Machine-intelligence startup Osaro of San Francisco aims to slash the time and skill needed to train industrial robots.
Manufacturers will use the in-house-developed operating system to teach robots how to take their own actions toward human-set goals. In other words, industrial robots learn from their human mentors, then keep learning on their own thanks to the software’s algorithms.
In a move that differs from the aim of other San Francisco startups (in late 2015, Osaro received $3.3 million in seed-rounding funding from some big names in computer software), the company plans to one day offer machine learning for industrial robots, which will allow manufacturers to perform more nimbly by reducing the time they spend training robots, says Derik Pridmore, Osaro’s president.
The company plans to offer its artificial intelligence, machine learning operating system to industrial robot manufacturers and their customers in 2017.
Why the focus on robotic training? Industrial robots aren’t flexible. They need to be programmed, and then they go on to perform programmed actions by rote. Imagine the cost and time savings that can come from industrial robots that teach themselves, he says.
Osaro also wanted to put the operating system to work on a current problem, rather than within a developing robotics industry such as for drones or small robots that perform household duties.
Industrial manufacturing robots can now teach themselves how to perform according to human goals.
Today, a skilled technician can spend weeks reprogramming an assembly-line robot, Pridmore says. His company’s software should reduce that time to less than one week and help technicians program robotics that can cope on the fly with common manufacturing issues such as components that change shape and lines that change speeds.
The technician trains the robot a few times on how to complete a task. The technician then scores the robot on success of failure at the task. Using those scores, the robot begins training itself, he says. Rather than a technician telling a robot what to do, it figures it out on its own.
This type of machine learning is particularly useful in environments that change over time, such as a manufacturing plant, Pridmore adds.
The company’s artificial intelligence operating system takes a deep learning approach that involves feeding the program large quantities of data to train it to make inferences based on new data. The system further blends deep learning with reinforcement learning, that is, teaching machines how to carry out certain functions through trial and error, Pridmore says.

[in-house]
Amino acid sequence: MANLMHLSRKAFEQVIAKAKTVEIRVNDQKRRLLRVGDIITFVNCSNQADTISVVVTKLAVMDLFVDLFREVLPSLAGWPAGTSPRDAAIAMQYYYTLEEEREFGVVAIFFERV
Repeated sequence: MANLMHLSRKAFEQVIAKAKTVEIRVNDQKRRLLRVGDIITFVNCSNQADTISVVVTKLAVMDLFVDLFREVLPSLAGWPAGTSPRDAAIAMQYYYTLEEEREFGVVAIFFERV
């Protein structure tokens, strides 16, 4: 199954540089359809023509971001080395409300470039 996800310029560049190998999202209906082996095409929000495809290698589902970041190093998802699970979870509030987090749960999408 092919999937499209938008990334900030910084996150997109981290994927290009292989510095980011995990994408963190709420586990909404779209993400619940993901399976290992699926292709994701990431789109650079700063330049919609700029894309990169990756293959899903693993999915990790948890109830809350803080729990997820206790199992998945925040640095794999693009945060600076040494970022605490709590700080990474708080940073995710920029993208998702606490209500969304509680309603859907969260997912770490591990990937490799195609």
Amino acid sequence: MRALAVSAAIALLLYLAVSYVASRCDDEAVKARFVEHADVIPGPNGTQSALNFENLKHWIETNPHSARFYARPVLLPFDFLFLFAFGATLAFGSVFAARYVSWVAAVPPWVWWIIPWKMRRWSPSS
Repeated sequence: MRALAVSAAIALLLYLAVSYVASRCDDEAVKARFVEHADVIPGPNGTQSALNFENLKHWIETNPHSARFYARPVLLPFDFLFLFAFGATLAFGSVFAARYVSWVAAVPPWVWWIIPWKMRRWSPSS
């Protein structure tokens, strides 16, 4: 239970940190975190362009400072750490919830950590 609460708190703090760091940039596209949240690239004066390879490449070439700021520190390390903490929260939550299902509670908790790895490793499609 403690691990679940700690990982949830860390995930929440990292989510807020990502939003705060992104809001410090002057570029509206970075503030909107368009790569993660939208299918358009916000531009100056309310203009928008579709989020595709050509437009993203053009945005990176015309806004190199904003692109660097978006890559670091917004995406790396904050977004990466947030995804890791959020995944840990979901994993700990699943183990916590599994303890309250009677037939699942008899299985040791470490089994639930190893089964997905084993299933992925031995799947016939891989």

Deep learning and deep reinforcement learning are two techniques that fall under the broad heading of machine learning, which is allowing algorithms to learn from data.
Not only can robots powered by the Osaro operating system teach themselves, they are quick learners as well. The company’s artificial intelligence system can pick up a game 100 times faster than Google DeepMind, Pridmore says.
In December 2013, Google DeepMind showcased its artificial intelligence system that learns how to play video games similar to the way humans learn. The system mastered seven Atari 2600 games in a matter of hours and could outperform some of the best human players.
In March 2016, AlphaGo, a Google DeepMind program that learns to play the game Go, won in four to one rounds against Lee Se-dol, the world’s second-ranked professional Go player.
With that kind of speed, the Osaro operating system’s training process should be straightforward and effortless, Pridmore says.
In the future, manufacturers will be able to show a robot a few parts, a finished product, and tell them to get to work on part assembly, he says.
The Osara machine learning system is certainly a step beyond robotic arms like that from Universal Robot, of Denmark, which is itself a move beyond the type of commonly programmed industrial robots mostly seen today.
In contrast to traditional industrial robots, the Universal Robots stay hardwired inside safety enclosures. As they run on electricity, they can be moved from site to site within a factory and can be reprogrammed, often by the person who had been doing the job the robot is set to take over, within minutes, says Scott Mabie, general manager of Universal Robots’ Americas Division.
A plant employee can quickly program the arm to perform a relatively simple, repetitive task, Mabie says.
With robots like these in the pipeline, Pridmore and Mabie expect manufacturers to slash set-up and production times, decrease downtime, and increase their bottom lines in the process.
Jean Thilmany is an independent writer.
Industrial robots learn from their human mentors, then keep learning on their own thanks to the software’s algorithms.